Session Abstract: On September 22 1972, Ferdinand Marcos imposed martial law on the Philippines, setting in place an apparatus of dictatorial rule that would last for over thirteen years. Tens of thousands were arrested without warrant and thousands killed by state security forces, while government coffers were looted by Marcos' crony capitalism. Martial law was not unexpected. It had loomed on the political landscape since 1970, a manifestation of an emerging period of global authoritarianism, featuring prominently in the major papers and in public debates.
Drawing on the disciplines of history and sociology, and employing both the contemporary written record and interviews, this panel examines the imposition and early stages of Marcos' martial law regime. Kung analyses the Yuyitung affair, which Marcos used as a test case of repressive measures against the free press, and argues that the "postcolonial state outsourced the management of its Chinese population to the KMT." Scalice explores the impact of the Sino-Soviet split and the manner in which the rival Communist Parties of the Philippines facilitated the imposition of martial law. Quinsaat traces the influence of the emergence of an international anti-Marcos movement on the formation of a Filipino diaspora. Claudio details the significant macroeconomic reorientation that was attempted by Marcos' technocrats. Through the careful examination of the context in which dictatorship emerged, the mechanisms whereby it was imposed, some of the social changes it brought about, and the opposition which it engendered, this panel aims to provide insight into the present rising tide of global authoritarianism.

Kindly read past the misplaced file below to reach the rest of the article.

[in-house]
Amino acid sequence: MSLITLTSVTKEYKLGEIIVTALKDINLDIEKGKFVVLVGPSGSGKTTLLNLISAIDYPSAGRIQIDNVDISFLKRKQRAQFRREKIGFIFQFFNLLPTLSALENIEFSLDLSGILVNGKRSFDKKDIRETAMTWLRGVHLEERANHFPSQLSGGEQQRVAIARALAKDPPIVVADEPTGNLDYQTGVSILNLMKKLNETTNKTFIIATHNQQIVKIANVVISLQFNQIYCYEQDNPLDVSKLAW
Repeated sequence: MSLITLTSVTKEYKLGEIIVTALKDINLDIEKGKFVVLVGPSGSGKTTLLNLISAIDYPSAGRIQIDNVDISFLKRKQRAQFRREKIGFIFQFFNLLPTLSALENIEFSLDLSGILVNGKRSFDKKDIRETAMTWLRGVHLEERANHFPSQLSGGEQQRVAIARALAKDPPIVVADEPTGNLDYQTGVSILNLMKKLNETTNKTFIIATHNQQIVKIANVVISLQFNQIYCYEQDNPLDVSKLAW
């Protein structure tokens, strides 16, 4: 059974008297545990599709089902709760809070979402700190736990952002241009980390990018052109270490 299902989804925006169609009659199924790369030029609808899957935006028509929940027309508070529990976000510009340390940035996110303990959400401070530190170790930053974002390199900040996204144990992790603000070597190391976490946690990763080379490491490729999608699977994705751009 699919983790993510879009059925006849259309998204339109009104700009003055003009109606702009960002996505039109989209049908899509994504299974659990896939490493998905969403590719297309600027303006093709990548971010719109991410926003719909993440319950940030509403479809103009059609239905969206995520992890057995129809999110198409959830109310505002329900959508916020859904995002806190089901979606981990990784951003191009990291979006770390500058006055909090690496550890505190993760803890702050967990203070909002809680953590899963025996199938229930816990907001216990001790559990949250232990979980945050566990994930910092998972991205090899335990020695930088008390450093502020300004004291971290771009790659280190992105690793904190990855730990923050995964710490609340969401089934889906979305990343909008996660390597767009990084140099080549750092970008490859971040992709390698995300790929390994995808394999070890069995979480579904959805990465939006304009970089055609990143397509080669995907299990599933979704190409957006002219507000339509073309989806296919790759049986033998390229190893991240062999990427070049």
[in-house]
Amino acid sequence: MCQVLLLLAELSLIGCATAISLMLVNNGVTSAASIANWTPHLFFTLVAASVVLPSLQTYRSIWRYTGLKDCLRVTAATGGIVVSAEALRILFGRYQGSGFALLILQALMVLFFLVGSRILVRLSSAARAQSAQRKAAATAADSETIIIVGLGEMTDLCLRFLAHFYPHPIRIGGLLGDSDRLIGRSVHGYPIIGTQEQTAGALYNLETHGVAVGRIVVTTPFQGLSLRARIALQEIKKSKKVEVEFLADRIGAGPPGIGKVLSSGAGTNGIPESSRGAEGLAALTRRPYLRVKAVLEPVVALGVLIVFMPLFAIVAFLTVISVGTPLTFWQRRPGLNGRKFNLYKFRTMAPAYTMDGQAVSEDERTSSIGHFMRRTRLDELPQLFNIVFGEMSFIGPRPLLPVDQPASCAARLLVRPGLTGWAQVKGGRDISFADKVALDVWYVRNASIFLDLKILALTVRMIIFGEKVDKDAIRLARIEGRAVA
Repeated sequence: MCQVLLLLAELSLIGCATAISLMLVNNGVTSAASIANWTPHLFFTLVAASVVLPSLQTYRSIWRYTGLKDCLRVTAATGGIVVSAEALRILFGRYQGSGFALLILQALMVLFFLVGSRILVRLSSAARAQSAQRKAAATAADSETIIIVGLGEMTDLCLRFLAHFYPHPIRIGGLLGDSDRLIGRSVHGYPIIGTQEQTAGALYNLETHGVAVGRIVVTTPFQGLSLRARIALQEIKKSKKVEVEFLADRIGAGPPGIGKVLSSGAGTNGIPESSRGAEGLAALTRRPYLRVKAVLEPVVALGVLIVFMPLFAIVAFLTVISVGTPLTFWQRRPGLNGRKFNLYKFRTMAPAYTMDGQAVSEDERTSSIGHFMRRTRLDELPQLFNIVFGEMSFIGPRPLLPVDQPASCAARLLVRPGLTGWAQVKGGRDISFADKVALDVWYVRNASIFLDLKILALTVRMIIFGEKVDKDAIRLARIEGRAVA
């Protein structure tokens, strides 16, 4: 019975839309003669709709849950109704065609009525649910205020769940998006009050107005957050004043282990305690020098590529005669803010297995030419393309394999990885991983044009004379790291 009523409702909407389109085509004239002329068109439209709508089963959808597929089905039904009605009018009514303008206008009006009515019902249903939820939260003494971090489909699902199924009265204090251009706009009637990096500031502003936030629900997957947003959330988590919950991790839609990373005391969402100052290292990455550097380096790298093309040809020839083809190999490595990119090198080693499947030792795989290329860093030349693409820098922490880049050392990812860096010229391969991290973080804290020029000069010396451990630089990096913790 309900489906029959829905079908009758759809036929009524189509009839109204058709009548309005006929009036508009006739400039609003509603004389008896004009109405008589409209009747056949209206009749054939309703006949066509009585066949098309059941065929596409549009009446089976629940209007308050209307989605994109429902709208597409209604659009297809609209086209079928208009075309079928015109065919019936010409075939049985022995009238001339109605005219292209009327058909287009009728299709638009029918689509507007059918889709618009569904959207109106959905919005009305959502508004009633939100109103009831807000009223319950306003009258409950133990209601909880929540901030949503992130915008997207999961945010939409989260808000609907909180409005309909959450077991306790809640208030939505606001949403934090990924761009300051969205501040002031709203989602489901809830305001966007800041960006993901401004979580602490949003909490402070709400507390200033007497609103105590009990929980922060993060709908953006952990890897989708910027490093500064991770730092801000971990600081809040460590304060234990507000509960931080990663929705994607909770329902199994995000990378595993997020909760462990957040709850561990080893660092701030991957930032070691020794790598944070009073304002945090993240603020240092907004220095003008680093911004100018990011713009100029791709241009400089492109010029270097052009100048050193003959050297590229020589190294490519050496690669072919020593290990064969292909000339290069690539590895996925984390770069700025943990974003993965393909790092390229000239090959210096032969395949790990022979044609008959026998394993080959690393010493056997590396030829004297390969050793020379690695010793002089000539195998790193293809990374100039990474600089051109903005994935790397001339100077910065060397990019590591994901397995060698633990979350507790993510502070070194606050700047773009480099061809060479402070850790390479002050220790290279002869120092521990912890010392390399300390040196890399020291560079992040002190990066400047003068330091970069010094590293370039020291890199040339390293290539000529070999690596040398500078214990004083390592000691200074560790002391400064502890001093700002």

Paper Presenter: Joseph Scalice – Nanyang Technological University
Paper Presenter: Chien-Wen Kung – National University of Singapore
Paper Presenter: Sharon Quinsaat – Grinnell College
Paper Presenter: Lisandro Claudio – University of California, Berkeley